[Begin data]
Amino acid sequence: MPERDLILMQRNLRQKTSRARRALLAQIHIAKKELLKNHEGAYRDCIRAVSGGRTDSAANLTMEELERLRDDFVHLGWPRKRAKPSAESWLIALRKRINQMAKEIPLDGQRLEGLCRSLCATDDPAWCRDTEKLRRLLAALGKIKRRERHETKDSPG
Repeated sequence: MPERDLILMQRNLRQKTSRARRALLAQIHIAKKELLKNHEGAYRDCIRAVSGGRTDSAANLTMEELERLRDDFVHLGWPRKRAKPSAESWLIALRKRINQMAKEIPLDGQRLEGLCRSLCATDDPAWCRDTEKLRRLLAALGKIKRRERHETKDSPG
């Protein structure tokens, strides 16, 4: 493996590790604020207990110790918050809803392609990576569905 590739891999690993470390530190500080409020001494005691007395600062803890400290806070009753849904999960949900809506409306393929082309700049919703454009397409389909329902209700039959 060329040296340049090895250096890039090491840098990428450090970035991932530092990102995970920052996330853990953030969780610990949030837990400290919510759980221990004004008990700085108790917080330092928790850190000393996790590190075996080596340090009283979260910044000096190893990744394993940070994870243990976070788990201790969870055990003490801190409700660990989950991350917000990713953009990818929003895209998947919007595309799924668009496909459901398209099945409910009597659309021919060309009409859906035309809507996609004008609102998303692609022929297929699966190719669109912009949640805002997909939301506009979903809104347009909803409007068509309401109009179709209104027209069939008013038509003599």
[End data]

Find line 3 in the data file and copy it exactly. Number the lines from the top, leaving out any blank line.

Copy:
């Protein structure tokens, strides 16, 4: 493996590790604020207990110790918050809803392609990576569905 590739891999690993470390530190500080409020001494005691007395600062803890400290806070009753849904999960949900809506409306393929082309700049919703454009397409389909329902209700039959 060329040296340049090895250096890039090491840098990428450090970035991932530092990102995970920052996330853990953030969780610990949030837990400290919510759980221990004004008990700085108790917080330092928790850190000393996790590190075996080596340090009283979260910044000096190893990744394993940070994870243990976070788990201790969870055990003490801190409700660990989950991350917000990713953009990818929003895209998947919007595309799924668009496909459901398209099945409910009597659309021919060309009409859906035309809507996609004008609102998303692609022929297929699966190719669109912009949640805002997909939301506009979903809104347009909803409007068509309401109009179709209104027209069939008013038509003599």